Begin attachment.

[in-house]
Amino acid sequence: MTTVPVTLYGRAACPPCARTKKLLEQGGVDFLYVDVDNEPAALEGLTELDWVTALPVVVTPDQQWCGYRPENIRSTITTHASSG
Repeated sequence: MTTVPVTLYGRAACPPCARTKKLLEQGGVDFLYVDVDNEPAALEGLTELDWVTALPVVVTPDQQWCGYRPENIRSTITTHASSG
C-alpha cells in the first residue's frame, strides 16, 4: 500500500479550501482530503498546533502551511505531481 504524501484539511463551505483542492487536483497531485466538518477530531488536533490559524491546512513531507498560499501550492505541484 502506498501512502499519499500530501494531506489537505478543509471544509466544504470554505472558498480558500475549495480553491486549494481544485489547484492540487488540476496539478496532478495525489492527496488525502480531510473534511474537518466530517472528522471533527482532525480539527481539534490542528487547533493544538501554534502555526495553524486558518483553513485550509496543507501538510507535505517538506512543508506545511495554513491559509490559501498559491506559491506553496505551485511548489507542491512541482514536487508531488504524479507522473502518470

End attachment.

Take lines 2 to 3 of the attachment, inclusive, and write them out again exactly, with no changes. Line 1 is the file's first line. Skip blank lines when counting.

Amino acid sequence: MTTVPVTLYGRAACPPCARTKKLLEQGGVDFLYVDVDNEPAALEGLTELDWVTALPVVVTPDQQWCGYRPENIRSTITTHASSG
Repeated sequence: MTTVPVTLYGRAACPPCARTKKLLEQGGVDFLYVDVDNEPAALEGLTELDWVTALPVVVTPDQQWCGYRPENIRSTITTHASSG